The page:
Steve Ainsworth's article on job titles (Yorkshire terrier, 8 April) seems to be based on an assumption that senior NHS managers have for years been on some sort of power trip, succumbing to craving more and more impressive- sounding titles which would 'truly reflect and encapsulate their worth and importance'.

While this may be true for a very small proportion of the profession (just as it would for any other group), I feel sure that it is not for the vast majority of senior managers, who I believe are perfectly happy - and proud - to be 'humble public servants'.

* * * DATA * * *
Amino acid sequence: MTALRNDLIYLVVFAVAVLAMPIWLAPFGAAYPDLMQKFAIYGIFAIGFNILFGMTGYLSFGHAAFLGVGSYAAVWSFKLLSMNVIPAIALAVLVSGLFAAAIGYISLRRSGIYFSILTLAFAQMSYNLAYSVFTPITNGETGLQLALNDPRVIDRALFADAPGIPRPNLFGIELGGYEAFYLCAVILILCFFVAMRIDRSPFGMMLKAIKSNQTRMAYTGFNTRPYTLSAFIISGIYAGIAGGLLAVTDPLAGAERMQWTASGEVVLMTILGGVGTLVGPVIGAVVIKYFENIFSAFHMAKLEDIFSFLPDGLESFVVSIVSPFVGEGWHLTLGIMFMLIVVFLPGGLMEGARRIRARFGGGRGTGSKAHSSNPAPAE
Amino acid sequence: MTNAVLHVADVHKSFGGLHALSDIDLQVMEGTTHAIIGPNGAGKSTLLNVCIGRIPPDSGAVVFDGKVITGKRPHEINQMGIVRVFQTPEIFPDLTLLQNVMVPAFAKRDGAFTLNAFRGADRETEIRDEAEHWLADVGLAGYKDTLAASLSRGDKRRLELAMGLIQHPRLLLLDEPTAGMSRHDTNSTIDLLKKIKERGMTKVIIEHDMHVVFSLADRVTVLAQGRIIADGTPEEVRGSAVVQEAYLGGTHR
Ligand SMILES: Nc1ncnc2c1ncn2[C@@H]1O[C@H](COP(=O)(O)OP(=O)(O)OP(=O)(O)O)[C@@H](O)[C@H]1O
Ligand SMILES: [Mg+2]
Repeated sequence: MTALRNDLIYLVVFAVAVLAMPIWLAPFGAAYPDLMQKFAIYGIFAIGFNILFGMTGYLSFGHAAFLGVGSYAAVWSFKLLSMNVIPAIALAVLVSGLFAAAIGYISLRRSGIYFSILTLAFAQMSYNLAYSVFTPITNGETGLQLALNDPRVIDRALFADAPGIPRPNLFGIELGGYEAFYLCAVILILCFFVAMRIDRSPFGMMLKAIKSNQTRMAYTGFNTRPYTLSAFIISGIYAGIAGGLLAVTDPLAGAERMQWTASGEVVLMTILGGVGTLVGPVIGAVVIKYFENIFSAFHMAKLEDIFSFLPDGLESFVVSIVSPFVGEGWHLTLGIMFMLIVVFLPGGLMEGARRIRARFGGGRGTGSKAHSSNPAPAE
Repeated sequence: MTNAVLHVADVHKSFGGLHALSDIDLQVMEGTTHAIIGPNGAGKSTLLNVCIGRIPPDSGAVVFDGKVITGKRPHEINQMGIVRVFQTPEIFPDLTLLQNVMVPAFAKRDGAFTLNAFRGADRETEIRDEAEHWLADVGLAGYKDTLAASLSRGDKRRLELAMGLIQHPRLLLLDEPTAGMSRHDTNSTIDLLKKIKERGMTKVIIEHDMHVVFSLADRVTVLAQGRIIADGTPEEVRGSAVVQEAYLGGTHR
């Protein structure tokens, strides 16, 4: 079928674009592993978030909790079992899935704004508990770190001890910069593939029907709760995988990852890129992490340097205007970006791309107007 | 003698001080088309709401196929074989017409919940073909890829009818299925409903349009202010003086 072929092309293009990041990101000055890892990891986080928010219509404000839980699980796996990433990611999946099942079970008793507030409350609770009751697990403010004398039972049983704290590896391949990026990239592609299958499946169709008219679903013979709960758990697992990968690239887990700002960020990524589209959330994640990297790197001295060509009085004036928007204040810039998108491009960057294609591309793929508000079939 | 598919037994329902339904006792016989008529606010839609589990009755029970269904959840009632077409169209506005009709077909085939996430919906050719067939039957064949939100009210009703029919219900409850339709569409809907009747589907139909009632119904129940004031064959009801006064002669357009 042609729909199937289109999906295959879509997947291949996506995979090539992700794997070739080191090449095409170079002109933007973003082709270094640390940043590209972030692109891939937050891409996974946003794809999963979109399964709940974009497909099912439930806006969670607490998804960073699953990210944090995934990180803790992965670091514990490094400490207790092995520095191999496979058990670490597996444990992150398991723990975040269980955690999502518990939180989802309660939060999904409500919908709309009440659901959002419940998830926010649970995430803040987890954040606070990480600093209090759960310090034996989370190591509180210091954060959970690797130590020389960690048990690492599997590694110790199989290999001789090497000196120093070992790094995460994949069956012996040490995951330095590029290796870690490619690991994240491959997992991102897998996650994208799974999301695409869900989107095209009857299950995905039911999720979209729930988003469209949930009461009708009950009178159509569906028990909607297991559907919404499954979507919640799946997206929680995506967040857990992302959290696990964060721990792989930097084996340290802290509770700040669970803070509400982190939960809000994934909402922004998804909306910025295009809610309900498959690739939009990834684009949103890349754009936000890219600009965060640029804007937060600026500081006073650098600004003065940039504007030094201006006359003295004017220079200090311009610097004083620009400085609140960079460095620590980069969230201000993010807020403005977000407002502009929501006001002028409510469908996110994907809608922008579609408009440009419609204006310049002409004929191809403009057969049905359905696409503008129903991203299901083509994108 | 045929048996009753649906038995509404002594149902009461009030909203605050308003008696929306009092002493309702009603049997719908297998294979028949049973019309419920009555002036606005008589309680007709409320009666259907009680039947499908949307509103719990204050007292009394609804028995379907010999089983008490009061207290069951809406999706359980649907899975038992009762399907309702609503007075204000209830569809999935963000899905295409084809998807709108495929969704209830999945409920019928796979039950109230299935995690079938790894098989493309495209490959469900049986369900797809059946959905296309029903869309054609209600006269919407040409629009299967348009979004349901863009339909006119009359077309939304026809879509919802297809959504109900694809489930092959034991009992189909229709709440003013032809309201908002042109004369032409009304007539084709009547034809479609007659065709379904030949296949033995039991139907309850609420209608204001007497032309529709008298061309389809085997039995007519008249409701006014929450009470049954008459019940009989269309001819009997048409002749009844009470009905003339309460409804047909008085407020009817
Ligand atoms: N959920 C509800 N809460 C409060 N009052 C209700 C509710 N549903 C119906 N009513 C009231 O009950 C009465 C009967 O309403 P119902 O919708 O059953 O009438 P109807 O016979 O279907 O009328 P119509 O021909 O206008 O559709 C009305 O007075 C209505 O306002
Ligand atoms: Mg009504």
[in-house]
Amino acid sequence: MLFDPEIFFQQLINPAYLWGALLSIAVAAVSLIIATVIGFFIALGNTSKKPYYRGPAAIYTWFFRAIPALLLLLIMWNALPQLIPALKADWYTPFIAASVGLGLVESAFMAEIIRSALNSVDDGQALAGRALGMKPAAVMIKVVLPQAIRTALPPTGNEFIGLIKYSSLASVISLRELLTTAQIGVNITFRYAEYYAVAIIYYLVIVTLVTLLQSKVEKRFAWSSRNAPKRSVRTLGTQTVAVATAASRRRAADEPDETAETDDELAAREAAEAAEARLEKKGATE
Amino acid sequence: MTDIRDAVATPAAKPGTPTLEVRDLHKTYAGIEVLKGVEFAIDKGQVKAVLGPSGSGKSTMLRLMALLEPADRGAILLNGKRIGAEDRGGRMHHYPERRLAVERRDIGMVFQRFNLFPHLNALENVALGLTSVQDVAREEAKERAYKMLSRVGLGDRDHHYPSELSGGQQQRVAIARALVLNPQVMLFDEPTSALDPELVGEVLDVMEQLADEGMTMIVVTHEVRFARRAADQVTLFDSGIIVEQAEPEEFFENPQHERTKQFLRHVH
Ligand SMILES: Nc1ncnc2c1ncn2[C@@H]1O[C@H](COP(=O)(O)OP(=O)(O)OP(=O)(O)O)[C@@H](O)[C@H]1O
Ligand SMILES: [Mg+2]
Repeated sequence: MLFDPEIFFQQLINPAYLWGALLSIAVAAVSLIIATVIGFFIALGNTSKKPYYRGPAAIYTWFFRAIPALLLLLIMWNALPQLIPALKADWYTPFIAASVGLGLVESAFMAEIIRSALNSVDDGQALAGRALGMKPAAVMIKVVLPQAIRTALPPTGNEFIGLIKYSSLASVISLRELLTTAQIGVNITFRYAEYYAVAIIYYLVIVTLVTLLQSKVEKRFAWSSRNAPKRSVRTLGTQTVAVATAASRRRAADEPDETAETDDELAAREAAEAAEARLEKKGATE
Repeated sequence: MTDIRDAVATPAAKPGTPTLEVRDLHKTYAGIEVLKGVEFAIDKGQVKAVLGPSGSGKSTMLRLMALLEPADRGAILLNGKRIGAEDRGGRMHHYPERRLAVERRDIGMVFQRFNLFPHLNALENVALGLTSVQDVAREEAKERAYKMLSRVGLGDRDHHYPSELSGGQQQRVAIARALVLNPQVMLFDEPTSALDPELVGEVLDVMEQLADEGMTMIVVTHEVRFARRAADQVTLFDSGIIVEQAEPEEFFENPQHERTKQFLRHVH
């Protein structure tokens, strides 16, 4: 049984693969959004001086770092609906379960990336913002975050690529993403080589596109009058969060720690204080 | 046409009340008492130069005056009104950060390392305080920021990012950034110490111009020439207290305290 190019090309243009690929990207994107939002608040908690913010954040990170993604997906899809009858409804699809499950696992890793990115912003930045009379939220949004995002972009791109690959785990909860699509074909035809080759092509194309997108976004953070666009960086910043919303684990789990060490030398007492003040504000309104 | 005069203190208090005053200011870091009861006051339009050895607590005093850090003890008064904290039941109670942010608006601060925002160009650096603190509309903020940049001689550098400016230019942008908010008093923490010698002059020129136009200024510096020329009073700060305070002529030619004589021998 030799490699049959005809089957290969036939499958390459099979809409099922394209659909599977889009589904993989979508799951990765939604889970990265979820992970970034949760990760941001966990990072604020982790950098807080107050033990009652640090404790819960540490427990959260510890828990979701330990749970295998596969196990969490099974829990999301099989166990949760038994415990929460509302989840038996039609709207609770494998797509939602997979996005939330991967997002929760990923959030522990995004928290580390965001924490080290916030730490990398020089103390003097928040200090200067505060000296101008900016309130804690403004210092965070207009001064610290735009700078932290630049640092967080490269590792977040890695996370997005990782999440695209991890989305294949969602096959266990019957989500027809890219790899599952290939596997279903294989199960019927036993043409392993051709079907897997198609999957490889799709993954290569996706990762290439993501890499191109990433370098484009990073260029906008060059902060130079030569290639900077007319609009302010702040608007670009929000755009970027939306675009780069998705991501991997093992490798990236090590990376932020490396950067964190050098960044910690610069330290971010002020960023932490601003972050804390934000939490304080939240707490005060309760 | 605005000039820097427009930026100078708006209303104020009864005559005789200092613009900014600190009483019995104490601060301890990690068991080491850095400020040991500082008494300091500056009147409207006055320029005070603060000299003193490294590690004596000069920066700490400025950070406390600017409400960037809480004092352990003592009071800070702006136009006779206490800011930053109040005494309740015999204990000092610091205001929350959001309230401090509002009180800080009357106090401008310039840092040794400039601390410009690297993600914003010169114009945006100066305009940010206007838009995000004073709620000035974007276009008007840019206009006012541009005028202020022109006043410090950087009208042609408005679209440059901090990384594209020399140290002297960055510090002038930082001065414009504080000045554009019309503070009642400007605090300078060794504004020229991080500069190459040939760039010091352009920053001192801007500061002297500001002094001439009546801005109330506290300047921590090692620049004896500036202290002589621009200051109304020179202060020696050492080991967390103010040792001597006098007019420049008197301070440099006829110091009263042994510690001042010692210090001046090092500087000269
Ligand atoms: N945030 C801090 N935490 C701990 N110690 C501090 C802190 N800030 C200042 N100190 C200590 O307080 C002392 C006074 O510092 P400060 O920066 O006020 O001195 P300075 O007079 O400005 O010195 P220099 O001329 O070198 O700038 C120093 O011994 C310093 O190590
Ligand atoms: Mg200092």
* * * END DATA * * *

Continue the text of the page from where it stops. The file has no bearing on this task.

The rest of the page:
Language change is natural; just as change affects human life in general, it also affects the way we communicate.

It follows that language would only stand still if society stood still. Since the NHS changes particularly rapidly, it is inevitable that the language we use to refer to its constituent parts and to the people who manage it will do the same.

Despite the pressures of today's NHS, would we really want to be stuck in a time-warp, suspended in some year before 1974? I think not.

Sarah Carr

Warrington